32. Finding on ― “Bodging” in respect of Tornetrask. The term ―bodging‖ has been used, including by Briffa himself, to refer to a procedure he adopted in 1992 . The ‘bodge‘ refers to the upward adjustment of the low-frequency behaviour of the density signal after 1750, to make it agree with the width signal. This ad hoc process was based on the conjecture that the width signal was correct. There is nothing whatsoever underhand or unusual with this type of procedure, and it was fully described in the paper. The interpretation of the results is simply subject to this caveat. The conjecture was later validated [14 -Briffa KR and Melvin TM, 2010 in press] when it was shown to be an effect due to the standardisation technique adopted in 1992. Briffa referred to it as a ‘bodge’ in a private e-mail in the way that many researchers might have done when corresponding with colleagues. We find it unreasonable that this issue, pertaining to a publication in 1992, should continue to be misrepresented widely to imply some sort of wrongdoing or sloppy science.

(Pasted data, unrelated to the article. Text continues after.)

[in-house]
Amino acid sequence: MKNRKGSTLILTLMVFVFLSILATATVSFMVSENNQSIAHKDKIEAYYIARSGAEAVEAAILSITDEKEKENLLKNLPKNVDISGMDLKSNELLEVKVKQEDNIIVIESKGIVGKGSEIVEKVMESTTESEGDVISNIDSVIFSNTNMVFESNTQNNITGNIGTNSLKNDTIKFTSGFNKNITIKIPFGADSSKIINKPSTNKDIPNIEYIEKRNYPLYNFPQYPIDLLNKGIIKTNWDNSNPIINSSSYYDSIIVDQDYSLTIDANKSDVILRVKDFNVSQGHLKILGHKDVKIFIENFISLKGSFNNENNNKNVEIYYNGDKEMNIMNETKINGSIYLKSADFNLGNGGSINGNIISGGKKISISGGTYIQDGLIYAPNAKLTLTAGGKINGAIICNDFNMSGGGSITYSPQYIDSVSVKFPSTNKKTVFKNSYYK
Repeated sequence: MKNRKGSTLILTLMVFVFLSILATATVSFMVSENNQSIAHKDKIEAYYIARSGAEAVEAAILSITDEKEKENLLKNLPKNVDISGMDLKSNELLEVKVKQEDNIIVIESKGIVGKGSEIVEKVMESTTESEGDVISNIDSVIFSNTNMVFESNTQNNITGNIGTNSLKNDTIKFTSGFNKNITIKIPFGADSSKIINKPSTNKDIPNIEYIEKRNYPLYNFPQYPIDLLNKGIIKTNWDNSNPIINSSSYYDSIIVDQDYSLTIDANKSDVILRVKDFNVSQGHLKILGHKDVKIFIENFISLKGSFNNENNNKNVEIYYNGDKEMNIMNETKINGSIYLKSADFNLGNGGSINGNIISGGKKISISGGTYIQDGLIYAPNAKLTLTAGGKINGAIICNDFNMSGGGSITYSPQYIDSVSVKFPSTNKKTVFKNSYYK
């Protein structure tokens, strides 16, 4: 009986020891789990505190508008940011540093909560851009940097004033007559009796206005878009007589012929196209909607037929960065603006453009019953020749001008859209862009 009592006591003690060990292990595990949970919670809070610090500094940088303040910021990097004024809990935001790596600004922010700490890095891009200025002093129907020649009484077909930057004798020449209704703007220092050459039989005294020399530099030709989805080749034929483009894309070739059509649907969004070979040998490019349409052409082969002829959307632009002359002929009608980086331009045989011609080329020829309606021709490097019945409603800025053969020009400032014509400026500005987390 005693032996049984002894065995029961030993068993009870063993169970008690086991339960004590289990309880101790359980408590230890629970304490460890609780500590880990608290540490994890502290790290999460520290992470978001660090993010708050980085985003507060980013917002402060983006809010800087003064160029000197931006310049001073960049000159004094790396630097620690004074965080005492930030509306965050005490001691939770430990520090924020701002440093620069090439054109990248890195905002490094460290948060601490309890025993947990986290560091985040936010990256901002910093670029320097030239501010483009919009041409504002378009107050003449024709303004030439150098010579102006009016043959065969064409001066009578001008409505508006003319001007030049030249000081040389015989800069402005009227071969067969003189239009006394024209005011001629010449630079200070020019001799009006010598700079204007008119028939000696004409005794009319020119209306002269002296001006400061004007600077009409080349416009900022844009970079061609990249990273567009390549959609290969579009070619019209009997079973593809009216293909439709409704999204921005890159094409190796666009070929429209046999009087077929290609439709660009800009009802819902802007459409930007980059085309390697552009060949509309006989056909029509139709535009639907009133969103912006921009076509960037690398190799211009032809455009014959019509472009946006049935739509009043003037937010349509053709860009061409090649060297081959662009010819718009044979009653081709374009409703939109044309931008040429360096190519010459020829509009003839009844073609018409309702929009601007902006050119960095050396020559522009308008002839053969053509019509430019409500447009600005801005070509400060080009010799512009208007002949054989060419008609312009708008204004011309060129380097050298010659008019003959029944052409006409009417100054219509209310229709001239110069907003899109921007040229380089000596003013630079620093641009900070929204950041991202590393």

As all too common in the execrable Muir Russell “inquiry”, key assertions are made out of thin air.
They said that there was nothing “unusual” about Briffa’s ad hoc adjustment of the Tornetrask chronology. Puh-leeze. Where are other examples of this “statistical” methodology? Where is the discussion of the statistical assumptions and protocols? There aren’t any. Even in the statistically challenged world of paleoclimate, the Briffa “bodge” wasn’t a “usual” practice – as evidenced by the Cook email and the Stahle pers. comm. noted above.
Nor was Muir Russell justified in criticizing critics of the bodge as being “unreasonable”. Even if Briffa and Melvin
2010 2011 saves the Tornetrask chronology without damaging other chronologies – something that is far from demonstrated, Briffa and Melvin 2010 2011 was unpublished at the time of the Muir Russell report. And without a rational justification, critics cannot be blamed for regarding the bodge as “sloppy science” or worse.
And even if Briffa and Melvin
2010 2011 ultimately vindicates the Briffa bodge on other grounds, the bodge itself remains, at a minimum, “sloppy science”. Sloppy science that helped conceal the divergence problem and thereby delay analysis and reconciliation of the divergence problem.